Dog Adoption 101: Process, Costs & Tips

Are you ready to begin the rewarding experience of adopting a rescue dog? By choosing to adopt you are providing a deserving animal with a loving forever home and saving a life. Adopting from a shelter also creates a positive impact on your community by reducing shelter overcrowding and being a great example of an adoption success story! This beginners guide will help you navigate the dog adoption process, give you preparation tips, and answer some common questions. 

How to Adopt a Dog from a Shelter or Rescue

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Before beginning any adoption process, it is important to research the specific shelters and rescues in your area, as each process may vary from shelter to shelter, but generally the dog adoption process follows these steps: 

  • Research: Do research on different types of breeds, ages, energy levels and personality traits that may work best with your lifestyle. Check local shelters, rescues and fosters to see what resources and animals they have currently available to ensure that you and your future dog will be a good fit for one another.  
  • Fill out an application: The shelter or rescue will often have an application on their website for the specific dog you are looking for, but some prefer to have the application filled out in person. The application usually includes questions about your living situation, experience with dogs, and sometimes asks for references, including your veterinarian's contact information.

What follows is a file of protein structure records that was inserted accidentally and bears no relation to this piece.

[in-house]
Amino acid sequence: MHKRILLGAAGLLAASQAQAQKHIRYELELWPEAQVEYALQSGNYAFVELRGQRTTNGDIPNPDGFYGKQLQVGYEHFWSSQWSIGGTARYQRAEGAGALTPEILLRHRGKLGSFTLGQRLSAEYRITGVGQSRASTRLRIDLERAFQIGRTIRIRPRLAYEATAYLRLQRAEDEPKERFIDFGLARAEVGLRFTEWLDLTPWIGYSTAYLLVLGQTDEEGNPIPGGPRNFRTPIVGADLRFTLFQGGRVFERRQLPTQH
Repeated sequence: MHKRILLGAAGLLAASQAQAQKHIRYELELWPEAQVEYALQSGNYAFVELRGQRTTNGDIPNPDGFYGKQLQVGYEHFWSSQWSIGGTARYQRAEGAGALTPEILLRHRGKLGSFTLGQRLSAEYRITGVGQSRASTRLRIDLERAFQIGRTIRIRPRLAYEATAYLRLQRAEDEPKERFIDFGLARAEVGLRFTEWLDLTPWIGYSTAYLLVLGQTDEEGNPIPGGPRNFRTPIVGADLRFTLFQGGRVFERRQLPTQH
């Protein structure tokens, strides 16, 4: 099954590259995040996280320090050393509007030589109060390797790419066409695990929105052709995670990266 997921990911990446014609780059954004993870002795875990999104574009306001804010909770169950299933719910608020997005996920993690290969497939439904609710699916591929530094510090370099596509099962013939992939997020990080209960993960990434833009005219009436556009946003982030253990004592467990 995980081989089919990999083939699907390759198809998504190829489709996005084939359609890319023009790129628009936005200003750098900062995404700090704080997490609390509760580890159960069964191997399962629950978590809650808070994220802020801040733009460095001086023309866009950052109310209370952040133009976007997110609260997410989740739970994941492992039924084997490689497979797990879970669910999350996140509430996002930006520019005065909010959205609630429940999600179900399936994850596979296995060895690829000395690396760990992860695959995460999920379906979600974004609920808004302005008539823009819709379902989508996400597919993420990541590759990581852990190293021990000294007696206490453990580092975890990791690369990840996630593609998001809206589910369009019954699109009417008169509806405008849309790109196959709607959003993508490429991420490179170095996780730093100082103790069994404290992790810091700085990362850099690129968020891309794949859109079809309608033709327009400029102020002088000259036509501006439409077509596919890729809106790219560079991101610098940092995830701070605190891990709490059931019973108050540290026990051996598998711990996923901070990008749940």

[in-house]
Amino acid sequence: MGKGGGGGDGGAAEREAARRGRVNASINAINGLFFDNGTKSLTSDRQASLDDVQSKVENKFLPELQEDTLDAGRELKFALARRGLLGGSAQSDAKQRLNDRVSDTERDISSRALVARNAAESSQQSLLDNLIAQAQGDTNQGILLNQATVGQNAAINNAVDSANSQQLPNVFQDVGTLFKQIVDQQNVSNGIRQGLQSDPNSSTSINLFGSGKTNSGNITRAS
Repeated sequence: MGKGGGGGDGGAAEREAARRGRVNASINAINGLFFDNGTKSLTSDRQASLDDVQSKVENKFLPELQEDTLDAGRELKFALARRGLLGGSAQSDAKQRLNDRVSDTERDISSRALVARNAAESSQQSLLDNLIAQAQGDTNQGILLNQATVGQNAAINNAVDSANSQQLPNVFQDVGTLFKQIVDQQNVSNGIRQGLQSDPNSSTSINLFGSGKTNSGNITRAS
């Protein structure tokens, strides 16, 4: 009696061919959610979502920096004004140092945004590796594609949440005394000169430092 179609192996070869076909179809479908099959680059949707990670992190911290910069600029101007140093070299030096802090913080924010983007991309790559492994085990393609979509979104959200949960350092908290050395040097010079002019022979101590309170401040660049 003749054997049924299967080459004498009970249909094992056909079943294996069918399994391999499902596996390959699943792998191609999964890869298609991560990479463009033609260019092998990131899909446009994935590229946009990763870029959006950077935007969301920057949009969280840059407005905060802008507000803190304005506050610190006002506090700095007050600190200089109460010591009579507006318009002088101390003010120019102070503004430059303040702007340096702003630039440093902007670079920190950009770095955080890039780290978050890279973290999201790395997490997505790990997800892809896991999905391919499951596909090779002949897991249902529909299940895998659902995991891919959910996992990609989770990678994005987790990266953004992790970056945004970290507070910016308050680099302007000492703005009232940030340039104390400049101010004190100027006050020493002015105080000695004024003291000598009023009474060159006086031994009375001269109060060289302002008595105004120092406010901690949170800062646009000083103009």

• Interview and first meeting: Many shelters conduct in person interviews and see how you and the other members of your family (including other pets) interact with the dog you are looking to adopt. Sometimes these steps are combined and in other cases the interview may be separate from the first meeting. Rescues sometimes require a home visit.  
  • Adoption finalization: Once the adoption has been cleared, you will fill out final paperwork, pay the adoption fee, and take your new dog home. 

Why Should You Adopt a Dog?

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Photo © The NOAH Center

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Photo © The NOAH Center

VS-Photograph_20231109_GFL_AdoptionUpdate_004_©TheNOAHCenter copyPhoto © The NOAH Center

Adopting a rescue dog offers numerous benefits for both you and them. Here are some key reasons why you should adopt, not shop:  

  1. Saving Lives: Millions of healthy, innocent dogs end up in shelters each year due to overpopulation or circumstances entirely out of their control. Adopting a dog gives these sweet animals a second chance, which not only saves their lives, but opens a spot in the shelter for another dog — ultimately saving the lives of 2 animals with each adoption. 

  2. Promoting a variety of breeds and personalities: By choosing a shelter dog, you are supporting genetic diversity, as rescue dogs often come from a diverse range of breeds and mixes which can lead to healthier animals less prone to genetic predispositions and inbreeding associated with purebreds. Shelters also offer a wide range of ages and temperaments, so you are sure to find the personality right for you and your family.

  3. Being More Cost-Effective: Adoption fees are significantly lower than the cost of purchasing a dog from a breeder. Most fees cover spaying/neutering, vaccinations, and microchipping. 

  4. Contributing to the Solution: With so many challenges in our society, it can be hard to feel like you can make a difference. Adoption is a great way to make a big difference for your pet, the organization and, of course, your family.  

What Fees are Associated with Dog Adoption?